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Estimation of missing water-level data for the Everglades Depth Estimation Network (EDEN), 2013 update

November 7, 2013

The Everglades Depth Estimation Network is an integrated network of real-time water-level gaging stations, a
ground-elevation model, and a water-surface elevation model
designed to provide scientists, engineers, and water-resource
managers with water-level and water-depth information
(1991-2013) for the entire freshwater portion of the Greater
Everglades. The U.S. Geological Survey Greater Everglades
Priority Ecosystems Science provides support for the Everglades Depth Estimation Network in order for the Network
to provide quality-assured monitoring data for the U.S. Army
Corps of Engineers Comprehensive Everglades Restoration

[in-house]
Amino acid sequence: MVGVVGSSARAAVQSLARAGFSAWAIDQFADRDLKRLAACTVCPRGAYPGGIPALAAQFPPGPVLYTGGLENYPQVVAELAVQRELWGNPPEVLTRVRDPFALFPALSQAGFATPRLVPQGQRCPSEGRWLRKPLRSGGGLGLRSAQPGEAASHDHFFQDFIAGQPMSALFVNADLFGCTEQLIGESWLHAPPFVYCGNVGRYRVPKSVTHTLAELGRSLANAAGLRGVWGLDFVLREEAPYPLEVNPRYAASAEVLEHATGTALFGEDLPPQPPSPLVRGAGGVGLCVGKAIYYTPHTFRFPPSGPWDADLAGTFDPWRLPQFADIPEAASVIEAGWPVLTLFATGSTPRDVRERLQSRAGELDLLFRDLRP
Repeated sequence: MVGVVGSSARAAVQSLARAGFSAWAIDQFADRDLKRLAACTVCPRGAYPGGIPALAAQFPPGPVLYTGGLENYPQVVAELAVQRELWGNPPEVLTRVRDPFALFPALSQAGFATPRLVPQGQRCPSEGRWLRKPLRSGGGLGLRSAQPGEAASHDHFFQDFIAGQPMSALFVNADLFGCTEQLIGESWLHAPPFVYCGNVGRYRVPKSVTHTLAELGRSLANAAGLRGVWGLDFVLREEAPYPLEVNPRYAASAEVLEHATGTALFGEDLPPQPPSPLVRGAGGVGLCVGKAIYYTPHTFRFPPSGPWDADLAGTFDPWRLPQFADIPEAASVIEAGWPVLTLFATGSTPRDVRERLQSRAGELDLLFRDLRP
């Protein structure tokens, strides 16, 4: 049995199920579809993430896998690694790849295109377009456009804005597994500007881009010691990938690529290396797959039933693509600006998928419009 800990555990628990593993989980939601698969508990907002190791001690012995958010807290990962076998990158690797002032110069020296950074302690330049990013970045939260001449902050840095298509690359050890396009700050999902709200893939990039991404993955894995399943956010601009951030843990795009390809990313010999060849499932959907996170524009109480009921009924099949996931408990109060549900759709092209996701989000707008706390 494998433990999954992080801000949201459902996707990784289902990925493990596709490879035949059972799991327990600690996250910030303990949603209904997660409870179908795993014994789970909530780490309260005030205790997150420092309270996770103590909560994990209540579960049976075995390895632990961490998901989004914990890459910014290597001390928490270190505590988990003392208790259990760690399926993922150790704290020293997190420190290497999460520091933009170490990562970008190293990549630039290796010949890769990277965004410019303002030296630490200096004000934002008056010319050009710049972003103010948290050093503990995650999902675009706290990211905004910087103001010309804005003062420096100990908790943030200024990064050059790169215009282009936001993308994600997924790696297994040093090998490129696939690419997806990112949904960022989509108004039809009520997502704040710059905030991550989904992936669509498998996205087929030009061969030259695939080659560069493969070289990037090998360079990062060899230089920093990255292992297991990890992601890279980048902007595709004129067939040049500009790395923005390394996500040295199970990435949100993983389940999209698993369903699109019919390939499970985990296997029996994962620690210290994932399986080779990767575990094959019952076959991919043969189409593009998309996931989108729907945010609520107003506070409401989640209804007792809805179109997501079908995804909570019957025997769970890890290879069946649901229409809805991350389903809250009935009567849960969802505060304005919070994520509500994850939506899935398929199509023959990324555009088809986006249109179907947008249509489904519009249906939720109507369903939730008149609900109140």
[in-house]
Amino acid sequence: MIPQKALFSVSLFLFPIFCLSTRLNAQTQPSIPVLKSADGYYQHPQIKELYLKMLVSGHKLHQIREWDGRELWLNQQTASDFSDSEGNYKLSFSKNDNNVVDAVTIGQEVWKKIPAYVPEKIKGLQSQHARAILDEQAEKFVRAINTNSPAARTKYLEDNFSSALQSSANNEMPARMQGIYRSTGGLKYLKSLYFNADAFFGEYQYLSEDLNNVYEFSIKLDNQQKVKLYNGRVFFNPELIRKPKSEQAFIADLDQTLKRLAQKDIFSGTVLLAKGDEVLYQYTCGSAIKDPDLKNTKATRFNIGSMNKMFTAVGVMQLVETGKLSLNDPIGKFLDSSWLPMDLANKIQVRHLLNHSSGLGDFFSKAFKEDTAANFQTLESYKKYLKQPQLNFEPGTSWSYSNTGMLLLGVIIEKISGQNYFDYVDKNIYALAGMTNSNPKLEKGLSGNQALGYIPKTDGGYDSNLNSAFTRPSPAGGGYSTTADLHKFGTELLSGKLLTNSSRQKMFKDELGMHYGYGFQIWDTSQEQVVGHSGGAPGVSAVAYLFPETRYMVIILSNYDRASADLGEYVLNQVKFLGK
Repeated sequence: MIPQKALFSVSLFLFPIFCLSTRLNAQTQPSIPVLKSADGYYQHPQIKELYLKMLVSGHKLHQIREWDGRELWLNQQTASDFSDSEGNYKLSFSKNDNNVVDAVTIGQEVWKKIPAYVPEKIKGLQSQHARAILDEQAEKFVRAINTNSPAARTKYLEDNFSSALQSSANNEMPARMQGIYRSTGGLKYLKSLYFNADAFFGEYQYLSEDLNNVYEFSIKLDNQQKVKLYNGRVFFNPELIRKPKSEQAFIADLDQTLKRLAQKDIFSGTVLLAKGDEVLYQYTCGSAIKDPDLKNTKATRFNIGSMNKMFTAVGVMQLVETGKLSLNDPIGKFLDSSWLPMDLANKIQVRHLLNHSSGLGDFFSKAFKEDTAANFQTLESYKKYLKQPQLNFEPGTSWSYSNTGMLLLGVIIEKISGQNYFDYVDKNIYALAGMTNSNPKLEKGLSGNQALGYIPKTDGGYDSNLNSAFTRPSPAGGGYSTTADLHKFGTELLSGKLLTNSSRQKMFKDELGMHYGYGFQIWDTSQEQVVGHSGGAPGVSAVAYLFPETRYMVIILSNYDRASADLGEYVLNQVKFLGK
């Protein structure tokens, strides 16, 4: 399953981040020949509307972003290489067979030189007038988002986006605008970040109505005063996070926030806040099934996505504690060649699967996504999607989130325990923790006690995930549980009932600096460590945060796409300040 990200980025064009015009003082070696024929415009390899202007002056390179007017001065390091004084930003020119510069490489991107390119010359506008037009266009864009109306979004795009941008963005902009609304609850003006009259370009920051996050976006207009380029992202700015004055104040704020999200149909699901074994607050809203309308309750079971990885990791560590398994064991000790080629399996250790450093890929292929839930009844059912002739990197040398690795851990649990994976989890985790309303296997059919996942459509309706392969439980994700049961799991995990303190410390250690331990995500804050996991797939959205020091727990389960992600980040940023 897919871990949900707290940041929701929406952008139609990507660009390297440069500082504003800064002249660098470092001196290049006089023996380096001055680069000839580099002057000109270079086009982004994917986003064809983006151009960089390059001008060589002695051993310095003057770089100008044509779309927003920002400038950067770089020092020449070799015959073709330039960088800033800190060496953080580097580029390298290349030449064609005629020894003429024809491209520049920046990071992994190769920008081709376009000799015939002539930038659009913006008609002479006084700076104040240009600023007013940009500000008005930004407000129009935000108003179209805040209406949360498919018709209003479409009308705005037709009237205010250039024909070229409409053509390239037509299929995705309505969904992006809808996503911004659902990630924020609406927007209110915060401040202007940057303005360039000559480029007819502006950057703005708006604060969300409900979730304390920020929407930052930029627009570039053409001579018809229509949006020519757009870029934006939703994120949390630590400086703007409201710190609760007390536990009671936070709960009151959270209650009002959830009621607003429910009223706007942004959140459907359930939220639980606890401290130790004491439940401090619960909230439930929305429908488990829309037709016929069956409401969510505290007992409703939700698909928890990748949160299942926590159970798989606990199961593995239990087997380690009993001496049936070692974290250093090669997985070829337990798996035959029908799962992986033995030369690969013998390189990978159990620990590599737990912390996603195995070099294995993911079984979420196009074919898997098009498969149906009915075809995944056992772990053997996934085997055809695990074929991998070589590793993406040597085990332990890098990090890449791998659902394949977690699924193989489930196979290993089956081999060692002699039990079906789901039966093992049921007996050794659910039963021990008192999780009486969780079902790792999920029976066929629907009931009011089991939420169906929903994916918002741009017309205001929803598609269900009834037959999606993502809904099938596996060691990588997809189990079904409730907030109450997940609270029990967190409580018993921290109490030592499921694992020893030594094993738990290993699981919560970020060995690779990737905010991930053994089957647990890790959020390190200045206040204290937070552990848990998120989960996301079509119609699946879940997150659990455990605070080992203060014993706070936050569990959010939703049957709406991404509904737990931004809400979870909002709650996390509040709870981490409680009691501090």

Plan. In a previous study, water-level estimation equations
were developed to fill in missing data to increase the accuracy of the daily water-surface elevation model. During this
study, those equations were updated because of the addition
and removal of water-level gaging stations, the consistent use
of water-level data relative to the North American Vertical
Datum of 1988, and availability of recent data (March 1, 2006,
to September 30, 2011). Up to three linear regression equations were developed for each station by using three different
input stations to minimize the occurrences of missing data
for an input station. Of the 667 water-level estimation equations developed to fill missing data at 223 stations, more than
72 percent of the equations have coefficients of determination
greater than 0.90, and 97 percent have coefficients of determination greater than 0.70.

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